The Last Indian Village
Tucked back in the Limon Breaks was a small band of Indians that refused to go to the reservation. They managed to stay out of the governments’ sights until the 1940’s, the beginning of WWII. The breaks is a rugged wilderness of steep ravines, gullies and canyons, dotted with thick stands of cedars, pines and scrub brush. At an elevation that ranges from 6000 feet to almost 8000 feet, not many people settled in the breaks.
It was too rugged for large scale farming and the weather makes for some nasty winters and springs. This type of landscape made for a great place to Indians to live and thrive.
Scattered among the hills are numerous springs, feeding small streams. It is a haven for wildlife, there was water, ample feed and protection down in the ravine bottoms. This was great buffalo country and the Indians had been coming to the area for centuries. There are caves among the cliffs, providing shelter for the Nomads that roamed the area. Deer roamed the land, as did rabbits, antelope, coyotes and numerous other critters. These provided food and clothing for the Indians. There was wild fruit in the breaks, such as choke cherry, a variety of herbs and tubers grow along the bottom meadows. For a subsistence life, it was everything a person needed to live.
At the end of the 1800’s most of the Indian wars had ceased. The Indians had been carted off to reservations to become domesticated. Not all stayed on the reservation. They would wander off and return to the lands they knew and set up living like they used to. The buffalo had almost been exterminated but the Indians managed to live on the prairie. There are stories of ranchers running across small bands living on their ranch.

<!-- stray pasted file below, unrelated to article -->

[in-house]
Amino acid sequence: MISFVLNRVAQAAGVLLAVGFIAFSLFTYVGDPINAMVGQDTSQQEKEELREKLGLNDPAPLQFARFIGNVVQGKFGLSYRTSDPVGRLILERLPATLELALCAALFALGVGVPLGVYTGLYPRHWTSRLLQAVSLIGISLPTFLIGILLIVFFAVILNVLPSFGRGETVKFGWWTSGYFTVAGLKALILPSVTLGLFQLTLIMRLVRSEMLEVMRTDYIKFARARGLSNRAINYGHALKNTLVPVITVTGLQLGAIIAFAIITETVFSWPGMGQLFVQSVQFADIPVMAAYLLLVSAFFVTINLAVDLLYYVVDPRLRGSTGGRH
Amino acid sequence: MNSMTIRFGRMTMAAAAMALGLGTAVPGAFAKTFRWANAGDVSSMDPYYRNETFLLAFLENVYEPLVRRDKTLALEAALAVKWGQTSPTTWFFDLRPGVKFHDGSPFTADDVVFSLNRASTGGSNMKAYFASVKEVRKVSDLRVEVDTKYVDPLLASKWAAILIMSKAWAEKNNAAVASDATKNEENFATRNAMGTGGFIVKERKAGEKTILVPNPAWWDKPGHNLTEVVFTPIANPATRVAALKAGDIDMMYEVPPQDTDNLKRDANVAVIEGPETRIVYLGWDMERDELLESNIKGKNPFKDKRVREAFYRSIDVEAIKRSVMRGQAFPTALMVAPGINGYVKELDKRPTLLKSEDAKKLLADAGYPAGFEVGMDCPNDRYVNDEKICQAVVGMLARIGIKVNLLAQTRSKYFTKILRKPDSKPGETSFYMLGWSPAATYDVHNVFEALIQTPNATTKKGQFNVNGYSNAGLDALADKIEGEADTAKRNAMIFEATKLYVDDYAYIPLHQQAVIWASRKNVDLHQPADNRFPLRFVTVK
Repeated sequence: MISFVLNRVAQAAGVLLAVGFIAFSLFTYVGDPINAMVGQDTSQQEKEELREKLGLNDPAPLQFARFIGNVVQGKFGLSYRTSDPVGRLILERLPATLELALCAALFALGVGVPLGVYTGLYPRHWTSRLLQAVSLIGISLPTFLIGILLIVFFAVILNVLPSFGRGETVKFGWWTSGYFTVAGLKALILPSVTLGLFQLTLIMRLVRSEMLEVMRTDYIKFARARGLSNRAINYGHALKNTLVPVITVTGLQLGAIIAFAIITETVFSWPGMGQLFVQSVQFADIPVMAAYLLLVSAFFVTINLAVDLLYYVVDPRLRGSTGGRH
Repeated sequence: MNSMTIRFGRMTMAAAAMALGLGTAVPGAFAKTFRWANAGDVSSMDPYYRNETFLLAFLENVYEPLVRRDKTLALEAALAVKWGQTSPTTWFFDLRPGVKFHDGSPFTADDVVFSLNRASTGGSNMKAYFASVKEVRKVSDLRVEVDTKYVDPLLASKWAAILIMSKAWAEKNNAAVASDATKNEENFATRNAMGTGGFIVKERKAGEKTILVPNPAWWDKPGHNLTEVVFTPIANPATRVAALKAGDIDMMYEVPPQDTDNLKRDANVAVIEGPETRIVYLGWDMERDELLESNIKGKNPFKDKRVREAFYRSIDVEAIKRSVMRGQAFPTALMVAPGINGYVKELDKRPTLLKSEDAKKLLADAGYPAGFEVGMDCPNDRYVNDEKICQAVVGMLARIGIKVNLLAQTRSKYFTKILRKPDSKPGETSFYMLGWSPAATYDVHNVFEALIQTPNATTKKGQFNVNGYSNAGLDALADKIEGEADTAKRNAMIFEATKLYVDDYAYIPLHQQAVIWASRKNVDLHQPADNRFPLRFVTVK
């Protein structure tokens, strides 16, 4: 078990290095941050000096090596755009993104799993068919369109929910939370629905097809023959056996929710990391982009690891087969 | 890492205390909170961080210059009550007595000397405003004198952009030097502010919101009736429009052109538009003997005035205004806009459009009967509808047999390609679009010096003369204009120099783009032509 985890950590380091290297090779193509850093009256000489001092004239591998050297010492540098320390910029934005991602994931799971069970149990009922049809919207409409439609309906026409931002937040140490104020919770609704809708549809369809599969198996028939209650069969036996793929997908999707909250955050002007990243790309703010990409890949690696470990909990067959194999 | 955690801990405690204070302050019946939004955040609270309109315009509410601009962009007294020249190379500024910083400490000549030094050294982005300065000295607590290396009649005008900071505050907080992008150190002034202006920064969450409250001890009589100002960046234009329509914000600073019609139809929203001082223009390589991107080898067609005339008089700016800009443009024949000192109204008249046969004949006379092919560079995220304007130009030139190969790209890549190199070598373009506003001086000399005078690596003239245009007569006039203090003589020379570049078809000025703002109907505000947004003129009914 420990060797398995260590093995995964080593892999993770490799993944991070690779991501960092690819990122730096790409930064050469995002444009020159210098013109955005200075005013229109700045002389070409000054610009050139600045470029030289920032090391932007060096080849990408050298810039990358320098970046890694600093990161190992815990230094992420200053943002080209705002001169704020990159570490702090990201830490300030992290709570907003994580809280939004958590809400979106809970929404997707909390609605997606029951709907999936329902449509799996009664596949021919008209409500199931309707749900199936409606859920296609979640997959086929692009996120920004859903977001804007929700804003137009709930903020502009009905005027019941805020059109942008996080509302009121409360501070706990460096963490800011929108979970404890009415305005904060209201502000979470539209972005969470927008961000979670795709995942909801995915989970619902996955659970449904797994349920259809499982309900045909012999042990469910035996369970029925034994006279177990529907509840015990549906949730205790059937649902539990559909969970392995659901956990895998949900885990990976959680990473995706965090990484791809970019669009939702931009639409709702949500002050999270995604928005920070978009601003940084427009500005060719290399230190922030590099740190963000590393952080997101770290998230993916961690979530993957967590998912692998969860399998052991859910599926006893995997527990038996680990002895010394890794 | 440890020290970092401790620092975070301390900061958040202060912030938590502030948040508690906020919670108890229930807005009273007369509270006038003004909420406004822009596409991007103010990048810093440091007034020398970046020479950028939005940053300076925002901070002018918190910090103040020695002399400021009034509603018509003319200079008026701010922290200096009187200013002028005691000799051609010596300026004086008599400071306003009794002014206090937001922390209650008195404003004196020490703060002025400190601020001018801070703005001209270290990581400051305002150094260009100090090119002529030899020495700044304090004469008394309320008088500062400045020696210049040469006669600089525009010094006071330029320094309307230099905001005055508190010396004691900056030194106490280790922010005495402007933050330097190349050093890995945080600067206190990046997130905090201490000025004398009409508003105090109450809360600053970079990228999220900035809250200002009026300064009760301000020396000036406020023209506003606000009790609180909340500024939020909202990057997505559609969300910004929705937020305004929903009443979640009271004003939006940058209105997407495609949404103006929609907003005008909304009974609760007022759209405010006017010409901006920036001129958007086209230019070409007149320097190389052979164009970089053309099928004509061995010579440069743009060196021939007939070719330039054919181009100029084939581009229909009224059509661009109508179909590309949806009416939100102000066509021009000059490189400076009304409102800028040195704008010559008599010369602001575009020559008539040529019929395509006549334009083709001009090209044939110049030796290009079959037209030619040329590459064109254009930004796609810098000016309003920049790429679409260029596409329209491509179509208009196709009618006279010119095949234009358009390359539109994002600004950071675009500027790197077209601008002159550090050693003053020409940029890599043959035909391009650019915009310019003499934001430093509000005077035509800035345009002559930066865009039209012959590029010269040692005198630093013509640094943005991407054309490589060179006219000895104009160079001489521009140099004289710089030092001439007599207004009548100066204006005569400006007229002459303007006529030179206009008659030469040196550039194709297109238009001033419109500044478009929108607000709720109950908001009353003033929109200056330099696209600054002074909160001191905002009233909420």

For the most part, the cowboys let things be and left the Indians to their devices. A few would help, bring food, blankets or clothing. Eventually the government would hear of these little groups, round em up and take them to the reservation. The band in the Limon Breaks avoided detection for a number of years. The ranchers in the area would help them and even offered them livestock if they were hungry. Quietly the Indians went about their life in the woods and ravines. The caves they used are marked with smoke from their fires. Rings of rocks can be seen where they had their tepees. Fire pits can be seen nearby.
Driving on Interstate 70 across eastern Colorado, one would not even consider there would be a thick forest to the north of Cedar Point. On the ridges to the north can be seen groves of cedar stretching to the north for miles. Over the ridge, the land drops down into steep ravines climbing back up cliffs to mountains of about 7500 feet. There are no homes back in there and it pretty much open rugged wilderness. Wildlife still roam the area, it is cattle now that graze the land. Here for about 40 years, a group of Indians avoided the long arm of the government, living off the grid.